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Timeline of West Virginia: Civil War and Statehood
December 1, 1863


Wheeling Intelligencer
December 1, 1863

Temperance Meeting. – All persons desiring legislation for the prohibition of the liquor traffic in West Virginia, will please meet in the 4th Street Methodist Church, on this (Tuesday) night at 7 o’clock, where addresses will be delivered on the subject.


Wheeling Intelligencer
December 3, 1863

Temperance. - It has been a long time since our readers have heard of a temperance meeting. The subject of temperance was abandoned by its advocates some years ago, after having labored earnestly and faithfully, though vainly, to effect the needed reforms. Particularly since the rebellion has the question remained undisturbed. The discussion of the matter of a prohibitory liquor law until the public sentiment of the State shall have been prepared for it. Rev. Mr. Barnes, Senator Young, Dr. T. H. Logan, Delegate Wheat, and others, spoke upon the subject, in favor and against the passage of a prohibitory liquor law at this time. The meeting was unquestionably in favor of some kind of a liquor law, the only difference of opinion being in regard to the time the law should go into effect. It was finally resolved to continue the agitation of the subject, with a view of preparing public sentiment for such a law as the one now before the Legislature.


Wheeling Intelligencer
December 5, 1863

The Army and the Temperance Reform Movement.

Editors Intelligencer:

The petition forwarded from company E, 3d Virginia cavalry, by Sergeant J, H. Griffin, son of Benoni Griffin in the House of Delegates, came to hand by due course of mail. All honor to the company for their united petition sent up in favor of temperance.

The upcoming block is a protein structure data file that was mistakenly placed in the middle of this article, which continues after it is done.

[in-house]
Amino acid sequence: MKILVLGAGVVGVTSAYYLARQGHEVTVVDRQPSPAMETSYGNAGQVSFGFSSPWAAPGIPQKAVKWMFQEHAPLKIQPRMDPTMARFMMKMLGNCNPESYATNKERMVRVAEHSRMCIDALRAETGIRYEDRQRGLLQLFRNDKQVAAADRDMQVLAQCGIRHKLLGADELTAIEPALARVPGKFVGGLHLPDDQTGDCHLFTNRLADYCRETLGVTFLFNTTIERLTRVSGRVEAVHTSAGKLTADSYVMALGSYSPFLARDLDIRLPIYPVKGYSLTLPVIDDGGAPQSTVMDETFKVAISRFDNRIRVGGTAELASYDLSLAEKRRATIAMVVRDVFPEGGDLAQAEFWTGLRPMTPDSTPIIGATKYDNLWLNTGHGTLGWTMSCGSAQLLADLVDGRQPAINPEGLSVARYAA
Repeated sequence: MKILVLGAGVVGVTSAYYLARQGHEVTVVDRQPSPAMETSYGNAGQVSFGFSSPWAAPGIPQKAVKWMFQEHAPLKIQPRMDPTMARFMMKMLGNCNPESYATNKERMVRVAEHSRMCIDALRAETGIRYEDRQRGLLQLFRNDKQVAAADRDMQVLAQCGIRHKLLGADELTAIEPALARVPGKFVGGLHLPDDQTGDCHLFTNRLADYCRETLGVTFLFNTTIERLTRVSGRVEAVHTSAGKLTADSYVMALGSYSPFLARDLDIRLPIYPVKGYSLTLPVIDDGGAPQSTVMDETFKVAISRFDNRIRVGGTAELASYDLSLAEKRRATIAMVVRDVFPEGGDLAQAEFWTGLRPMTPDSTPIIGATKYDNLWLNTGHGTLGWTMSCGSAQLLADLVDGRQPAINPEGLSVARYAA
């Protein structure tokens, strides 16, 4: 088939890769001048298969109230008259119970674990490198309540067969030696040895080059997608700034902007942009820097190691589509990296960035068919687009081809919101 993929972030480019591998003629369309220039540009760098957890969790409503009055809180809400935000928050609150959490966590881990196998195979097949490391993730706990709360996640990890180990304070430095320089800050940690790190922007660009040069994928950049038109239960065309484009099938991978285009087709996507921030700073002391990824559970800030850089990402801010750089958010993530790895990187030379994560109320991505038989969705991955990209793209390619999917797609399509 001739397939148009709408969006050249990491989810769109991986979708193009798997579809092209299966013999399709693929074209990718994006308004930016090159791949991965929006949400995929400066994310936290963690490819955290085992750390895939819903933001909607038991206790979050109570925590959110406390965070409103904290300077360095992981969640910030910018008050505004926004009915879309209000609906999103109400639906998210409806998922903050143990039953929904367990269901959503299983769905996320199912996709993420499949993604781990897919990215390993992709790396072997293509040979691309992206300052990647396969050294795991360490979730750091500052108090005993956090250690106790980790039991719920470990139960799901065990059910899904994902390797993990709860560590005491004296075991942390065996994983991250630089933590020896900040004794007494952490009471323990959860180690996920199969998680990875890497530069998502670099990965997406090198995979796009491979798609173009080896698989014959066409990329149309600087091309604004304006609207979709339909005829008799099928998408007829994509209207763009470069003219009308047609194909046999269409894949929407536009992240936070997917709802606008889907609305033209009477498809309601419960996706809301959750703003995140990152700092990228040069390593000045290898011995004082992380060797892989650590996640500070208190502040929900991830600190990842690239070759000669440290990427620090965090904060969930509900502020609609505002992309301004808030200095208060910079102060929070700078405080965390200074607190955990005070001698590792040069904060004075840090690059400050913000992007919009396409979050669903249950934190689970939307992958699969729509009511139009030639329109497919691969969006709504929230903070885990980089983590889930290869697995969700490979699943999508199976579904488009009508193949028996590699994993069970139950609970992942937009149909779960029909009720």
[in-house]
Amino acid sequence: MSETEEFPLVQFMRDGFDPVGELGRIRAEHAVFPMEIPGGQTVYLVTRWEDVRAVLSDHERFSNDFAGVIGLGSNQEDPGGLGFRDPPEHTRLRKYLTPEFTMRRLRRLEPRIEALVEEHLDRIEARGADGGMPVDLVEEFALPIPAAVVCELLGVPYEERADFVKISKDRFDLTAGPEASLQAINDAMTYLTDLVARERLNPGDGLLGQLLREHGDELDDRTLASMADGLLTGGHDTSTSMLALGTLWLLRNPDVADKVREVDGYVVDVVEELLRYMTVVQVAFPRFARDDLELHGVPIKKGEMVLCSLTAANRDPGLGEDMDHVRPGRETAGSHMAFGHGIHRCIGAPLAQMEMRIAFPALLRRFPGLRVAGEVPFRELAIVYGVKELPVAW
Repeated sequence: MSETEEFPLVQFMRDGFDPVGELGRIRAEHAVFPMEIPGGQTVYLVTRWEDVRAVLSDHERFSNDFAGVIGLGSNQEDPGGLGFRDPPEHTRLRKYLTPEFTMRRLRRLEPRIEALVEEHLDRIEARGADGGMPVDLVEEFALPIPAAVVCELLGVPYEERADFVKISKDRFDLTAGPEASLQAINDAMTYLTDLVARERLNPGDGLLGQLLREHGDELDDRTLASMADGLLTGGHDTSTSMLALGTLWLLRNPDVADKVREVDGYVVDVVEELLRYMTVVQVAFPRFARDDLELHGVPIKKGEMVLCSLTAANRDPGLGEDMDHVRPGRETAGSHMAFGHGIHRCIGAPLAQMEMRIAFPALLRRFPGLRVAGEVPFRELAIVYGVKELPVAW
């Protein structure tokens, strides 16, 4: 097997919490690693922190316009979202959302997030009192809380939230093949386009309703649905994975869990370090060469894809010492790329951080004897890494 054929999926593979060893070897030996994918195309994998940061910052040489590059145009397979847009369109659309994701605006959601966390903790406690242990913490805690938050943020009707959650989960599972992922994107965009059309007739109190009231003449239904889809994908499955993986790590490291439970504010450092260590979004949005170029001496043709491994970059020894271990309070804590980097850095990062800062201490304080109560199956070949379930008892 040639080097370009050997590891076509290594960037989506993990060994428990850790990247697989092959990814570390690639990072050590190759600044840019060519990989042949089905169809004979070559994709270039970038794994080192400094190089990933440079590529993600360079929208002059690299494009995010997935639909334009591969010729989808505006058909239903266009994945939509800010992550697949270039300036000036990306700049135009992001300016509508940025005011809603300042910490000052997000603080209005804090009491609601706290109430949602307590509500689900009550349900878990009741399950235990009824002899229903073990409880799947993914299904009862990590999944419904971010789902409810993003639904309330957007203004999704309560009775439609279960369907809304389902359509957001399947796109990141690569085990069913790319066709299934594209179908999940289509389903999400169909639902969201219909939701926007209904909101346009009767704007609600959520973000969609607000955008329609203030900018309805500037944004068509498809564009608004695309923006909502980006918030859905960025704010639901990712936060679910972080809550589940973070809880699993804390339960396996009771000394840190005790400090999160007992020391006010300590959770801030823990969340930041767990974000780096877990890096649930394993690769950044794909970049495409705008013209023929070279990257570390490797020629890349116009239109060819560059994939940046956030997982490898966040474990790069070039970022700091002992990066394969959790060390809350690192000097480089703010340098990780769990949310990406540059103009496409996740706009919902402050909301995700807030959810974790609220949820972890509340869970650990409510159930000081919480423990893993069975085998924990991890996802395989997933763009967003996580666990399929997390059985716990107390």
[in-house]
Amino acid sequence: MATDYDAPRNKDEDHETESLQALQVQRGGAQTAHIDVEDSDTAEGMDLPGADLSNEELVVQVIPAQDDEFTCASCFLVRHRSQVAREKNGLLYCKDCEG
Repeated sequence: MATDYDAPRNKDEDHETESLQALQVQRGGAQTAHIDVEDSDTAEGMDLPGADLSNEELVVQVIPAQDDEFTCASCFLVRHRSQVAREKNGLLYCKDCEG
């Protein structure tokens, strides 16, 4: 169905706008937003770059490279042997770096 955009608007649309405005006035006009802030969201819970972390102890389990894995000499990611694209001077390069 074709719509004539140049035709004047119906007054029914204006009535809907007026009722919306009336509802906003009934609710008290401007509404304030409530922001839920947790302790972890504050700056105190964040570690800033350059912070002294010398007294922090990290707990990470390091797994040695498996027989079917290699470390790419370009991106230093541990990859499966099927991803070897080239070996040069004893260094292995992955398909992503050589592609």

The army of soldiers now in the field defending our county, are shaming the professed Christian churches. We are receiving more petitions from the army than the church, asking us to pass a law suppressing the manufacture and sale of spirituous liquors in West Virginia. Why is this? Is it because so many professed christens at home love to indulge in a “wee bit of the precious stuff.” I wonder how many professed Christians in West Virginia, are dram drinkers? How many are engaged directly and indirectly in the manufacture and sale of spirituous liquors in the new state? Such hypocrites are the devil’s hitching post and recruiting officers.

We would publish the petitions and names of petitioners asking the passage of Senate bill No. 9, according to request, but that they would take up too much room. However, I will see some of the Editors and learn if they will grant a space in the columns of their papers for the anti-whiskey petitions. Send on the petitions from every source and reinforce us. We attempted on yesterday to attack King Alcohol, with Senate bill No. 9, but were repulsed.

S. Y.


Timeline of West Virginia: Civil War and Statehood: December 1863

West Virginia Archives and History